Early last year, Dom and I lived in an apartment in Schöneberg owned by Gail Jones and her daughter Kyra Giorgi. As you might expect, the apartment was spacious and elegant and extremely orderly. Gail Jones has great taste. It was the nicest apartment I had ever lived in. I felt like I was too dirty to be in it, that I would spoil it somehow. But I didn’t. The women rented it to us at a generously discounted rate, in support of the concept of supporting younger writers. The neighbourhood was populated largely by older white gay men and their large pure-bred hounds. A few leather bars, as per Berlin custom. A smattering of hetero families, middle-aged white couples in expensive-looking hiking wear with small children on trikes at their sides. And large pure-bred hounds.
It was not … a ‘scene’. It was not particularly cool. If I am honest, I could never get used to the social behaviours of older white Germans I encountered there, who always seemed to me terribly stern and self-righteous. I lived in terror of being shouted at by one of them in the street for, like, not having an umbrella on me, or jaywalking (safely, of course!). Assholes!
Have to admit though, it was genuinely soothing to observe the calm rhythms of bougie life. My time living in that apartment was productive and restful. Bland and German, sure, but in a pretty good way. Where Dom and I learnt how to live and work together. Home cooking. Sex. Book after book in bed. A decent desk set-up. Living cheap. Unintentional weight gain. There was a farmer’s market. A cheese-seller who was kind and funny and un-German, and always sent me home with a free tub of cream cheese. There was a hot chocolate shop. A flea-market. High-quality ice-cream with a queue round the corner on Sundays. And I’m here to tell you: I liked it. I liked the bouge. If we wanted to party, or eat food that tasted like food and not sweet German gravy, Dom and I would take the U-bahn out of there to another neighbourhood, where we had friends (who would never choose to live in a boring neighbourhood), where we could drink and smoke at little tables on the street and eat fried food and go to clubs and take drugs.
When we first lived in Schöneberg, I would say, This is the first place I’ve ever lived where people are not screaming on the street! Which is probably an exaggeration but what it really felt like. You could get though a whole night without hearing screams of obnoxious drunk kids. No hoons in cars. No neighbours fighting. No 2 a.m. surprise trap music.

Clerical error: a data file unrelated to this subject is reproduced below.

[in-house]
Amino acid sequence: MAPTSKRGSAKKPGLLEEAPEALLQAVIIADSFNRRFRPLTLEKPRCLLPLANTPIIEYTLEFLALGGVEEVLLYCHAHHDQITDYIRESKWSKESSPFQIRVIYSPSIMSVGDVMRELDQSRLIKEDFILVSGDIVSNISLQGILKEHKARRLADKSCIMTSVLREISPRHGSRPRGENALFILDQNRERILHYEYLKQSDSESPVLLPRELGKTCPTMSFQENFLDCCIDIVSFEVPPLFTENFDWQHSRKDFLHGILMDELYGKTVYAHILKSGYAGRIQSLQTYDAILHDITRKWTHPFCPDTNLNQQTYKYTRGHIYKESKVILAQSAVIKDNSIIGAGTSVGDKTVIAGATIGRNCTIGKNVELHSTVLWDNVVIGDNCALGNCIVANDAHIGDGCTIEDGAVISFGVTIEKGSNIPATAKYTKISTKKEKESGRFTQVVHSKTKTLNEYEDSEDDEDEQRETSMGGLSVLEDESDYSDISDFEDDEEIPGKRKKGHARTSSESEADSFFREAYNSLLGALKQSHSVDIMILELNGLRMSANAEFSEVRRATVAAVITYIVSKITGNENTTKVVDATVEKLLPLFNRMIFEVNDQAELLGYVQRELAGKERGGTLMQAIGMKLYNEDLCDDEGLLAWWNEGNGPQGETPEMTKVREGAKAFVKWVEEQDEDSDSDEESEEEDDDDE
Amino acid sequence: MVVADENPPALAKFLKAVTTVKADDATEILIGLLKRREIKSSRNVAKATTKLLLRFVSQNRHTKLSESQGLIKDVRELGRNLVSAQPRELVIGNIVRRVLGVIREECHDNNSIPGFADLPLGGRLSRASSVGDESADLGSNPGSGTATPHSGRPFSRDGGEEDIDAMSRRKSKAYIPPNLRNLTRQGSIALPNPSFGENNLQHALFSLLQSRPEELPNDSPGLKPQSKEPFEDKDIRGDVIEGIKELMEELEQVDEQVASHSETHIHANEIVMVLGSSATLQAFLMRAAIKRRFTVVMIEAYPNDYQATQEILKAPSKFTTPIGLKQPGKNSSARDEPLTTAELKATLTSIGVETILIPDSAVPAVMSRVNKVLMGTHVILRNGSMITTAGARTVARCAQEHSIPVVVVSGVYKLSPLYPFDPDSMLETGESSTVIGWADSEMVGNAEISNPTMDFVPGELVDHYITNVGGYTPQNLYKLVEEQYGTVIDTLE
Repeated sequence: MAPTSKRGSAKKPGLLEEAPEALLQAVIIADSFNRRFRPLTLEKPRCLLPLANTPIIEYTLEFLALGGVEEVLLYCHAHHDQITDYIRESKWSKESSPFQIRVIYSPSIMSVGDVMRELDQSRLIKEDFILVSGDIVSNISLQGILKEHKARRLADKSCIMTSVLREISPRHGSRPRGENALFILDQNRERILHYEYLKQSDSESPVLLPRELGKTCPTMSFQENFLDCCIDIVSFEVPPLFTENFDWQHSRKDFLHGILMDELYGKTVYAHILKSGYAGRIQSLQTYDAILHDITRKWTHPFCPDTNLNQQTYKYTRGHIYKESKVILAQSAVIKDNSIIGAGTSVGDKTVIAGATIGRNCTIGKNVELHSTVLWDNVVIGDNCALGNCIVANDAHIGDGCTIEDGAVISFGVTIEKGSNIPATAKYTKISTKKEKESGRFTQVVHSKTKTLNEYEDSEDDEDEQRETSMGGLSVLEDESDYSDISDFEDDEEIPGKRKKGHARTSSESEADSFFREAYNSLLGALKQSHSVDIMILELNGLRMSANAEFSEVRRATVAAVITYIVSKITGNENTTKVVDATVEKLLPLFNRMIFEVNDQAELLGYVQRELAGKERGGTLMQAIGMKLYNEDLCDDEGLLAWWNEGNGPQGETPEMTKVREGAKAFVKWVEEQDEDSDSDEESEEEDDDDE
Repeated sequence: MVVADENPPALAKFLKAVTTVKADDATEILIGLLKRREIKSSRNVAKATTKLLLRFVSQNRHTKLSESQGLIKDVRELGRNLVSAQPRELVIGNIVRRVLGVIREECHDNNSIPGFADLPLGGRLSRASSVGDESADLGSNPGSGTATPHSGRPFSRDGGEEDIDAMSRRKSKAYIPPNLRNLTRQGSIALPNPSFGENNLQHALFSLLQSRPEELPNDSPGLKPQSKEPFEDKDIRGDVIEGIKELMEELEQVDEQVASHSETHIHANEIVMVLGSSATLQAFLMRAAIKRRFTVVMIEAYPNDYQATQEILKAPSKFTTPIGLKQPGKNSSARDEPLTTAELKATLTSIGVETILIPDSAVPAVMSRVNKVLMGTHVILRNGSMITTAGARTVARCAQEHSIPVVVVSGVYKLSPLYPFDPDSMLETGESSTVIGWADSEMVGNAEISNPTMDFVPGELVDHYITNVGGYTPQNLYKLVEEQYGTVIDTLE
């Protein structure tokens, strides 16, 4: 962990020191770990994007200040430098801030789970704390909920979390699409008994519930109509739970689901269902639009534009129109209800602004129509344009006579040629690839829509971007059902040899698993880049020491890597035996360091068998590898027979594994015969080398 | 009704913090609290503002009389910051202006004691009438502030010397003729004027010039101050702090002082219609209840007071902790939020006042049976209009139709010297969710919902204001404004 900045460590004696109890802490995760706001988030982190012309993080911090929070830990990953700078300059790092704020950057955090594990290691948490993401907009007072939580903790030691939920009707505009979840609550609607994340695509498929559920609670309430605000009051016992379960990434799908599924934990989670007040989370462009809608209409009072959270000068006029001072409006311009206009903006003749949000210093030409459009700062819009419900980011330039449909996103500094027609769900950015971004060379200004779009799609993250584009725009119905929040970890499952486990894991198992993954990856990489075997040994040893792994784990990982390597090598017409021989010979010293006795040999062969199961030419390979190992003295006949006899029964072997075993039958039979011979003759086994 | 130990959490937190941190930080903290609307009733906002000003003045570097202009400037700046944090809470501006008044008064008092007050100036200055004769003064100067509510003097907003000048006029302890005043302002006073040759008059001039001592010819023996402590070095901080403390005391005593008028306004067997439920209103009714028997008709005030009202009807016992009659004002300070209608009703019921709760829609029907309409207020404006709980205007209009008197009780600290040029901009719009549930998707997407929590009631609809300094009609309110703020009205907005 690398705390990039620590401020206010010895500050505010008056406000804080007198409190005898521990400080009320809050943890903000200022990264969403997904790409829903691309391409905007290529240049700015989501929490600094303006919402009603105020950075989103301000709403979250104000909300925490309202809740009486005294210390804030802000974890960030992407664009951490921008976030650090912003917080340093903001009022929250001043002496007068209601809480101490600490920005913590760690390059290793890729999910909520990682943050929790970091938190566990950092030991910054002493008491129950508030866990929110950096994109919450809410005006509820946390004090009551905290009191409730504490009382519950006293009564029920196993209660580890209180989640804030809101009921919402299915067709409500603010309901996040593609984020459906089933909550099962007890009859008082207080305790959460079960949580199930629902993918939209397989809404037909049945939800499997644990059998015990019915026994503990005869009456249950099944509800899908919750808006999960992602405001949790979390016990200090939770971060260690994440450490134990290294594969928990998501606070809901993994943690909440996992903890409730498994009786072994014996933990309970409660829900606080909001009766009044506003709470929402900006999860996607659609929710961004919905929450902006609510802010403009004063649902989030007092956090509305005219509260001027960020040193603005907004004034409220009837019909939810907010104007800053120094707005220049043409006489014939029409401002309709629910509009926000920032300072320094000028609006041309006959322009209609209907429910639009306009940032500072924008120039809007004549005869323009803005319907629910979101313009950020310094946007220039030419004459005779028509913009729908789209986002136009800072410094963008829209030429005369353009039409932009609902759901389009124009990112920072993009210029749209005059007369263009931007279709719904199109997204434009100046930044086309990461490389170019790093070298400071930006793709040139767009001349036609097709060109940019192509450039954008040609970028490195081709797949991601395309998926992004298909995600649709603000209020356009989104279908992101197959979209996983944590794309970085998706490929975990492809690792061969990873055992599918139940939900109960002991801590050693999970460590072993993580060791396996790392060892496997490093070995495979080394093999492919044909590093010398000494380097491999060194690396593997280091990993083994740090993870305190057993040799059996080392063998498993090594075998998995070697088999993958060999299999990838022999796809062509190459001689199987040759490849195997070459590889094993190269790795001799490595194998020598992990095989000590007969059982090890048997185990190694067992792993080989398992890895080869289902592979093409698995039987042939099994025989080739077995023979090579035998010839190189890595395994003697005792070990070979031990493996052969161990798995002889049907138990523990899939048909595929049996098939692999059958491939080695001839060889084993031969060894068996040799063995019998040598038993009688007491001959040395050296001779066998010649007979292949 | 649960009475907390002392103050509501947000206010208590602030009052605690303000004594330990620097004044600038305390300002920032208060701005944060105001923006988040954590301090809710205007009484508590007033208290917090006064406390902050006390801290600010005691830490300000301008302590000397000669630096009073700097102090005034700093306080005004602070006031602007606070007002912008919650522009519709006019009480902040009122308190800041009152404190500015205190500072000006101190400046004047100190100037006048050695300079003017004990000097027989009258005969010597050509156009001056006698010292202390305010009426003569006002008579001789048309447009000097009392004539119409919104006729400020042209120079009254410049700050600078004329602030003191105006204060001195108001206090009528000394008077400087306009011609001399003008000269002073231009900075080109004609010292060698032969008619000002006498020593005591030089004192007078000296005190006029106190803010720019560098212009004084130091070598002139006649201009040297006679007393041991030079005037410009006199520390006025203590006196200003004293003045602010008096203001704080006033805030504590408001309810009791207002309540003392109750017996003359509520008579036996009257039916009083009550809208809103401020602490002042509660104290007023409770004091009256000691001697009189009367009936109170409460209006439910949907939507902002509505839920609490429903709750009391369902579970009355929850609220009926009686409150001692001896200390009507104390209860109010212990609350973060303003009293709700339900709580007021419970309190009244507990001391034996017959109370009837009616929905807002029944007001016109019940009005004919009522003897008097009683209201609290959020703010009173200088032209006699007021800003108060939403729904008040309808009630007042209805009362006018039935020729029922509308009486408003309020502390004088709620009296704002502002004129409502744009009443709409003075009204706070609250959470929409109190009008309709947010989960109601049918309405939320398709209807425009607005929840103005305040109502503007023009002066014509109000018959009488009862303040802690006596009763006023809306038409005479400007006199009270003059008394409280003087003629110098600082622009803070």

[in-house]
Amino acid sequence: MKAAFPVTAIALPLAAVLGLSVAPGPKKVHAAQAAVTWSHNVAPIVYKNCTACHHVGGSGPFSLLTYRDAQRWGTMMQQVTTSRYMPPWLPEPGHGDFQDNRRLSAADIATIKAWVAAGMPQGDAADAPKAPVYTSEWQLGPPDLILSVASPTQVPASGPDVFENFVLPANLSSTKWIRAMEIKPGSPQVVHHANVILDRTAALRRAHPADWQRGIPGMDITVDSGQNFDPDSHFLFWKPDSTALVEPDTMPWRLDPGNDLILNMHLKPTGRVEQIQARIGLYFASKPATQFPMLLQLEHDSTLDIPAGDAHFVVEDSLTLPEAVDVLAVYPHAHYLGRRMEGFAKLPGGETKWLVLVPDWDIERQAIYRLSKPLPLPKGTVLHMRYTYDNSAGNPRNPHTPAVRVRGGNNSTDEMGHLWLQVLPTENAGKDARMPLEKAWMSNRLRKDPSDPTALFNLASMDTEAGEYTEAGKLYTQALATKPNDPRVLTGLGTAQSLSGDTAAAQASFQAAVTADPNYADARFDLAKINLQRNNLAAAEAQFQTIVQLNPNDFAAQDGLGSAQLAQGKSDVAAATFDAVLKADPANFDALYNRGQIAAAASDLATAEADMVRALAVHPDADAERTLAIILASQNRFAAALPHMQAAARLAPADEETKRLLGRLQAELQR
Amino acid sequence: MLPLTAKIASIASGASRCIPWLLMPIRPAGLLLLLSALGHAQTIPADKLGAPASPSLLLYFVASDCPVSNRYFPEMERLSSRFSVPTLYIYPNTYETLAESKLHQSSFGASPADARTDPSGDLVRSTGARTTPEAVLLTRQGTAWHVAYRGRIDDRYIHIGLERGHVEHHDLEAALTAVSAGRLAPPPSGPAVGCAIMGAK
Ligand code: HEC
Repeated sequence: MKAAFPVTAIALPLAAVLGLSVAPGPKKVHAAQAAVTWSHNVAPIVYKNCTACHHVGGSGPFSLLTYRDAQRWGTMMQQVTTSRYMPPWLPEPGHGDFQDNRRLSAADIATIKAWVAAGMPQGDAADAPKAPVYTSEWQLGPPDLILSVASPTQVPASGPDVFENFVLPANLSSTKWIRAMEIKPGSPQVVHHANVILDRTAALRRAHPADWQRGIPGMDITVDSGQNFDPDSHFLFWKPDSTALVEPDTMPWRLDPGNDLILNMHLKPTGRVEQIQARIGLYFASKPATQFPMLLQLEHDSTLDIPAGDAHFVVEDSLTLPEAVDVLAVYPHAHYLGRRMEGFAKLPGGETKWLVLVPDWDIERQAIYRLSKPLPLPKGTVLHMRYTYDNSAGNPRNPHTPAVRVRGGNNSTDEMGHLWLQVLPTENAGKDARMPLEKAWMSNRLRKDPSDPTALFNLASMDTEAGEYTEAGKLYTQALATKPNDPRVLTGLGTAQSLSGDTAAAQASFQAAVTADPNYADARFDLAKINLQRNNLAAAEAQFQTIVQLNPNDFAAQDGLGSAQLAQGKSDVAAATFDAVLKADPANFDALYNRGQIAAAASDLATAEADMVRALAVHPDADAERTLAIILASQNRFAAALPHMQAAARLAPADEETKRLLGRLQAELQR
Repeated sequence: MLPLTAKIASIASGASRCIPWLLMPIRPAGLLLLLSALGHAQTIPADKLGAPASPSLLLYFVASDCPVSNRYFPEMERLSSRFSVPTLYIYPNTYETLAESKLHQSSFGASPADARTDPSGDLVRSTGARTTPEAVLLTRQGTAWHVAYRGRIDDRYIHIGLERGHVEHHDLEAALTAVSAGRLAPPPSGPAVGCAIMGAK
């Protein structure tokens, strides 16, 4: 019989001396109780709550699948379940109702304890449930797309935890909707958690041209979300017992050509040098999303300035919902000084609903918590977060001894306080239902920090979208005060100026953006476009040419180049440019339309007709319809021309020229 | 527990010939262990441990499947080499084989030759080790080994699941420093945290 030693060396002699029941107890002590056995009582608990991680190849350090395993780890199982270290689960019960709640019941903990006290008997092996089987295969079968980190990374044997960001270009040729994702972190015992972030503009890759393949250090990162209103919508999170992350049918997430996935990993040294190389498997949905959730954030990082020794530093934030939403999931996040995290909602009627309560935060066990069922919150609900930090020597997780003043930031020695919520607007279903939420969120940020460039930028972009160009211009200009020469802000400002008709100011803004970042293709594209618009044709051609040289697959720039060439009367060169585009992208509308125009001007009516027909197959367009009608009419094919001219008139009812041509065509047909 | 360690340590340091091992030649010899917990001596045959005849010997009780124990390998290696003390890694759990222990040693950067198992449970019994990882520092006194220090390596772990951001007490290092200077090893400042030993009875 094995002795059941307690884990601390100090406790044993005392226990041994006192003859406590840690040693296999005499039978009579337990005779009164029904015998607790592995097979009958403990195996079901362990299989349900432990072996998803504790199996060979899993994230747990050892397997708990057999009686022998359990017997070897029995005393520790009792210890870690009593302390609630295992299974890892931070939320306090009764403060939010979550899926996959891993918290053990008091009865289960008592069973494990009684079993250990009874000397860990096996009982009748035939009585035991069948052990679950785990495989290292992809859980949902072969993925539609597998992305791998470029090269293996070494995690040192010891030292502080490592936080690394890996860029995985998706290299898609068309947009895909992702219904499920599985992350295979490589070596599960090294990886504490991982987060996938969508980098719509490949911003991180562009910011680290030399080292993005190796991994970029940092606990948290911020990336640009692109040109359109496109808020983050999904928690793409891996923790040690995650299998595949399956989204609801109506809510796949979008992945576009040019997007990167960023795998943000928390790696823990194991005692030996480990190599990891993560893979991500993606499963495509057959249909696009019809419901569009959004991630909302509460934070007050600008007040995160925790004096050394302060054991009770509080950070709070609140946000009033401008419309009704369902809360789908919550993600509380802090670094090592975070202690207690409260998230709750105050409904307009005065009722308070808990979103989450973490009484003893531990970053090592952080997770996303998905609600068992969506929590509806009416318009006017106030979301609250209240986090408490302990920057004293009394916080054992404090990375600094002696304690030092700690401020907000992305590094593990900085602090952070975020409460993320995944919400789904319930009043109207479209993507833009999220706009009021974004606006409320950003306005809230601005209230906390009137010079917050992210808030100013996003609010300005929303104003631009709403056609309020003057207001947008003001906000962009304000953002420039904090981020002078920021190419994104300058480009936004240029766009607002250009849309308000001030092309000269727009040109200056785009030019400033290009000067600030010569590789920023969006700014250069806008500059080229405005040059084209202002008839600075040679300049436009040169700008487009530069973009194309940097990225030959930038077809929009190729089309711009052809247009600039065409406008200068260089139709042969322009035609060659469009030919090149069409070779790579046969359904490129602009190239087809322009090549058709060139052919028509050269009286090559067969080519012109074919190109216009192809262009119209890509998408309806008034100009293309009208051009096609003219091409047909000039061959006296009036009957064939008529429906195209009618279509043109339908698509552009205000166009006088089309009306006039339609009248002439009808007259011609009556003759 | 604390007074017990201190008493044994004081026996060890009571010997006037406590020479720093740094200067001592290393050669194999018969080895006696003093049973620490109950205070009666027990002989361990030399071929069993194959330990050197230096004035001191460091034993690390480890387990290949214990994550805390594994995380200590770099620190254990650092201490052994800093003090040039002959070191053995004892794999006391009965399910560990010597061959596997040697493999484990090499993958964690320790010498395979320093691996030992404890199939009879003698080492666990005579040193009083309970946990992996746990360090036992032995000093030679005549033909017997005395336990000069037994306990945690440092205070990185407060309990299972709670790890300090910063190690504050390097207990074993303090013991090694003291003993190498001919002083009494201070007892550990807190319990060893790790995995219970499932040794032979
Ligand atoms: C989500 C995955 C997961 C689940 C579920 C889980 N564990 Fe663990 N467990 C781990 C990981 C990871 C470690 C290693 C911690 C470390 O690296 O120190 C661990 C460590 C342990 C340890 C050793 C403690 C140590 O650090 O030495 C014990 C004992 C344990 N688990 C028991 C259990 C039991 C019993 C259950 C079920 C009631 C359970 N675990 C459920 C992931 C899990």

And now, for my last fortnight in Australia, I’m staying in my second house like this. But more so! Fewer leather bars (no leather bars). Less street life (zero street life). I am housesitting in an area where the only posters on display for the upcoming state election are for Liberal candidates. Establishment middle-class, meaning: no books on the shelves when you peek through the windows. Pure-bred Labs and King Charles Cavaliers. Several oversized linen dress shops round the corner and not a milk bar in sight. Men who look like they are twelve-years-old but are twenty-five, with paunchy bellies and waxed eyebrows and pink gingham shirts and gelled hair who knock on your door and leave their card in case you are thinking of having your property valued.
Dom answered the door to one of these men, shirtless, his hair a tangle of hotness.
We’re house-sitting, he said. Sorry.
I felt like they’d call the cops. Report a home invasion. Hot naked scruffy guy in a house well above his price point! It’s another world out here. But I love it. I luhv it. Some part of it, at least. The part where no one knows I’m here.
For example: I sleep naked (as all people should), right by the window, which looks right out onto the front garden and, well, the street, and when I get out of bed in the morning, I stand facing the street, assessing the morning’s light, in all my buxom glory. There’s no foot-traffic! I am half convinced that nobody even lives in any of the other houses on the street. I haven’t actually seen or heard any neighbours.
I am convinced that freedom from being looked at, or interrupted, is the true value of prime real estate.
I am about to leave Melbourne again, which is home, but which is starting to feel less like home each time I come back. I don’t have a ‘plan’, at least not one that makes sense when I say it out loud. I feel harried and scatter-brained about all the details. I know that in my absence I am going to forfeit some closeness with some people I love, and I don’t love that. But the pleasure, for me, of leaving home, of living in not my own home, is the pleasure of not being looked at. Of not being interrupted. Of standing at the window, ass naked, with no-one looking back.
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